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Why first-past-the-post voting favours the ibis (and Donald Trump)

The system works positive when there two candidates in an election however is a poor choice when there are a number of ones – and it might probably result in some unhealthy outcomes

• Ben Raue is Guardian Australia’s resident psephologist

The outcomes to this point of the Guardian’s fowl of the yr ballot haven’t been with out controversy. The Australian white ibis, a fowl that’s disliked by many who encounter it, took an early lead and has maintained that lead for greater than per week. Whereas this looks as if a wierd end result, it is smart when you consider the choices supplied to the voters. With so many birds to select from, the voting system used tends to provide a winner who has a dedicated help base, even when that choice additionally has loads of opponents.

The vote was carried out utilizing the first-past-the-post (FPTP) voting technique – everybody will get one vote, and the candidate with the best vote wins. This method works positive when there are simply two candidates working in an election, however whenever you get greater than two, it inevitably ends in candidates profitable with lower than a majority of the vote. The ibis is sitting on 13.6% of the whole vote, with the magpie coming second on 11.1%. The highest two birds mixed have acquired lower than 1 / 4 of the whole vote.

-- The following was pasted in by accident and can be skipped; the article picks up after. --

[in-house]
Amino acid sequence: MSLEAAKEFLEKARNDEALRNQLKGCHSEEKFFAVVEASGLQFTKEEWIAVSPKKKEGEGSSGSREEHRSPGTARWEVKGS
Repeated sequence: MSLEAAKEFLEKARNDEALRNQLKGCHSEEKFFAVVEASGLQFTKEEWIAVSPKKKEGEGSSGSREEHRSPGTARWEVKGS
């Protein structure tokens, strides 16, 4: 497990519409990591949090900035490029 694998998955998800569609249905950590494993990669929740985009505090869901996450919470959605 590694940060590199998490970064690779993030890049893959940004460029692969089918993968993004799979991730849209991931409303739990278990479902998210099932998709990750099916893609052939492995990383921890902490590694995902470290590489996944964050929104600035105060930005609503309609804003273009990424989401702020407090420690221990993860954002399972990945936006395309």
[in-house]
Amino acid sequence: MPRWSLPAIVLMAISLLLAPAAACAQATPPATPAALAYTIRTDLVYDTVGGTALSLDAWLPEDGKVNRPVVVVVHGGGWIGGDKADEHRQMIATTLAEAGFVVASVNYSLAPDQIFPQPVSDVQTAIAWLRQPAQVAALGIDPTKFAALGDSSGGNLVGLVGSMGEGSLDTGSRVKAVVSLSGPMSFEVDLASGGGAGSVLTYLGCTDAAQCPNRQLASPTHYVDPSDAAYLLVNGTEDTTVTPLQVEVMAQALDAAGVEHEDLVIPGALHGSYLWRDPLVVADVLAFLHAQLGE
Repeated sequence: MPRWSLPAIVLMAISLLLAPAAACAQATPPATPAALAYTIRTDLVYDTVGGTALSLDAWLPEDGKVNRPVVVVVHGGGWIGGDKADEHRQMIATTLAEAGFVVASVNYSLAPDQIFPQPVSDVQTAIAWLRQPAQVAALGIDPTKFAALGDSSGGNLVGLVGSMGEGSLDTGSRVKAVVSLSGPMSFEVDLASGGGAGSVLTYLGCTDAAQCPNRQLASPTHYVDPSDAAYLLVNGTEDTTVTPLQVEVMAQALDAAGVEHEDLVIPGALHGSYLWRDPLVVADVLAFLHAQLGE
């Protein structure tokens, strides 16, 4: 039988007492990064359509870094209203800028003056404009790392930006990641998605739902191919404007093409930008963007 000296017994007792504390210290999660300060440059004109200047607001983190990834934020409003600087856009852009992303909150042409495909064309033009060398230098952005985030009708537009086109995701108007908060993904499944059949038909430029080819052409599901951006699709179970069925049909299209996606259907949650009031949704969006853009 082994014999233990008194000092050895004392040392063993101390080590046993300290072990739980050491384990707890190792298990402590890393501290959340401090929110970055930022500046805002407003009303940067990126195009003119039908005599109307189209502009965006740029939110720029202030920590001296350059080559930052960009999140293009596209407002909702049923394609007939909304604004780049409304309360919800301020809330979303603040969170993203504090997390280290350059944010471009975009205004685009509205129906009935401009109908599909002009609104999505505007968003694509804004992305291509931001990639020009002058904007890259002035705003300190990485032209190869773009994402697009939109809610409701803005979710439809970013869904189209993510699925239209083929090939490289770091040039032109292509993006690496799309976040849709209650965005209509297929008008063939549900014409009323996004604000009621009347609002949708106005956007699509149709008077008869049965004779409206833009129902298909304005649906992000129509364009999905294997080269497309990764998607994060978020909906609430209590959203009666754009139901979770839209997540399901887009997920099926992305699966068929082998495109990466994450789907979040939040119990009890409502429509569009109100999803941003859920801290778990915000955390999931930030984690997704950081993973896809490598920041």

Associated: Australian fowl of the yr 2017: vote to your favorite

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Associated: Australian fowl of the yr survey: new ballot ruffles feathers in Canberra

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